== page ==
Two of the three Molex-connected 80mm case fans that came with my case are dead or dying, so it's time to replace them. However, I'm confused by my options. What I'd like to do is replace them with some reliable fans with onboard speed control. Fortunately my mobo (Gigabyte GA-P35-DS3L rev 2.0) has three fan headers besides the CPU fan. However, two have 3 pins and one has 4 pins. Also, two are labeled "SYS_FAN" and one is labeled "PWR_FAN", or something similar. Do I have onboard speed control with the three pin headers, or just the four pin header? What's the difference between "SYS_FAN" and "PWR_FAN"?
The same type of splitter can be used to have the last fan share with the cpu fan, if you only run 2 on the sys fan header.
I run 2 140's on system fan(as well as 2 high speed Antec 120mm's on the cpu header) without issues, so maybe 3 x 80mm is fine.
There is no onboard control, and as far as I can tell, no way to rig the fan to respond to voltage or PWM control. The fan does have an onboard thermostat that controls the fan speed, as well as a three pin connector to provide RPM data back to the motherboard. I would, however, be giving up the ability to manually control fan speed. Does anyone have any experience with this model, or fans with onboard thermostats? The thermostat appears to be integrated into the fan, rather than an external sensor you could place on a board or a drive.
nukemaster is right about the PWR_FAN mobo header - its intended use is only as an input from SOME PSU's that have a signal line to feed the PSU's internal fan speed back to the mobo for monitoring - it does NOT control this fan's speed. However, on some mobo's the header also does have 12 VDC on pins 1 and 2 to provide full power (no control) to a standard 3-pin fan. The only advantage of this (instead of connecting the fan to a Molex 4-pin supply) is that you get to see the fan's speed, but it is mislabeled as your PSU fan.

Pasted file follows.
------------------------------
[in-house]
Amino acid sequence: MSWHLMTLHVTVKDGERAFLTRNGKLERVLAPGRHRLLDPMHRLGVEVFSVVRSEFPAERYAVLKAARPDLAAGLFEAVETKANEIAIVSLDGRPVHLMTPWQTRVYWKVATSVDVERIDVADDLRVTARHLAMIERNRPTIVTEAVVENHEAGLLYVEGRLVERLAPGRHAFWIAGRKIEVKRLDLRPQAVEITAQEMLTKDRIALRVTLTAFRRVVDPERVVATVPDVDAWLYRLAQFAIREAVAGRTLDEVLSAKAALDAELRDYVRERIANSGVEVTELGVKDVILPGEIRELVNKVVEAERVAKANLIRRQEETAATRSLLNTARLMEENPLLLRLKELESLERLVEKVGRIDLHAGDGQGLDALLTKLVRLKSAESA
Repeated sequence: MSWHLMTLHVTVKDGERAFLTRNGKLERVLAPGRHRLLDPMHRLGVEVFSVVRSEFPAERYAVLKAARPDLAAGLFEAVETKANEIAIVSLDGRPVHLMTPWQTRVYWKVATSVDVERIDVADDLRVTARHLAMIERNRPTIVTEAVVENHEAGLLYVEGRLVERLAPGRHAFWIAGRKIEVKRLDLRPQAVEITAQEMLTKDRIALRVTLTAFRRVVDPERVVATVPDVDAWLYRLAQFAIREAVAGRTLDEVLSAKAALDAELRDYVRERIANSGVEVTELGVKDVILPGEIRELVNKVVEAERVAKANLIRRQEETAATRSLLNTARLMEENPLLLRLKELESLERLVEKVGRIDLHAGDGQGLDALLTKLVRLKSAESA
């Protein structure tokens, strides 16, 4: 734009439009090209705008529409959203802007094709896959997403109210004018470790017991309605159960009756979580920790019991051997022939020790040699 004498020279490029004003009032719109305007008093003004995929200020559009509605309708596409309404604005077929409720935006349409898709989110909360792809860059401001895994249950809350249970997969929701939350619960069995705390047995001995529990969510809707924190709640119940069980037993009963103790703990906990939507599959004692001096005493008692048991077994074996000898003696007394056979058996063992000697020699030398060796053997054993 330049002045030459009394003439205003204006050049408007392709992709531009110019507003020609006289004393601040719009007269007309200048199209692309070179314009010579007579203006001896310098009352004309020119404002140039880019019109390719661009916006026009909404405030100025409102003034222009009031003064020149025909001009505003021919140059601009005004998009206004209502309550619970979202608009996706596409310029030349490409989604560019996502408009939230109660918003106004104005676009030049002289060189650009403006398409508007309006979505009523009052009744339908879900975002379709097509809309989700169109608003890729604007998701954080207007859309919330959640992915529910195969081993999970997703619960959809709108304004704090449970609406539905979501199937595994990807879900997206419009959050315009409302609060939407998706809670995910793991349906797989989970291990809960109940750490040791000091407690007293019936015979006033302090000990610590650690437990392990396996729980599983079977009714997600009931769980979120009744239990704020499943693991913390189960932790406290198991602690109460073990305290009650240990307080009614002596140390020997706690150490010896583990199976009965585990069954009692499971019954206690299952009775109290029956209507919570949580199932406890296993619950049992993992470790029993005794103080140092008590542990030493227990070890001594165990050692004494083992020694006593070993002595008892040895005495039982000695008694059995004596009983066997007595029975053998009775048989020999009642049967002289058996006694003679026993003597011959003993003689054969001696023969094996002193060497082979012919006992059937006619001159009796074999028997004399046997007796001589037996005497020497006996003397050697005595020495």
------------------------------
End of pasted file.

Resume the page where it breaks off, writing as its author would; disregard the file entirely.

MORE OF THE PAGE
Both of the SYS_FAN headers probably can provide speed-controlled operation of case fans, but they are designed differently. A 3-pin fan is controlled by varying the +12 VDC line's voltage (pin 2). A 4-pin fan's header supplies +12VDC all the time on pin 2, and then the PWM signal on pin 4. A special circuit within the fan case uses that PWM signal to control just how much of the power from the +12 VDC line is actually fed through the motor, thus achieving fan speed control. So if you connect a 3-pin fan to this header, it always runs at full speed because the pin 2 line is always at 12 VDC. Well .... almost always. SOME mobo 4-pin fan headers are able to detect which fan type is connected to a 4-pin header, and will revert to behaving just like a 3-pin header is that is the fan you connect. Your mobo actually can do this for the 4-pin CPU_FAN header (see manual p. 46 under "CPU Smart Fan"), but it is not clear whether the 4-pin SYS_FAN header can do this, also.
Exact details of how each of the two SYS_FAN headers can control case fan speeds are not clear in the manual, but may be clearer if you install and run the application called EasyTune5 on the CD that came with your mobo. It allows you to tweak a number of items on the mobo, likely including all controls for the case fans on the SYS_FAN pinouts. Assuming that both can actually do case fan speed control, you could follow nukemaster's advice and connect UP TO 2 identical fans to each SYS_FAN output. BUT you would have to get 3-pin fan(s) to the 3-pin pinout near the back edge, and 4-pin fan(s) to connect to the 4-pin one near the front. In each case, connect identical lines in parallel together EXCEPT do NOT connect to the mobo any more than ONE fan speed signal line (pin 3) to each pinout. Leave other fan speed lines unconnected.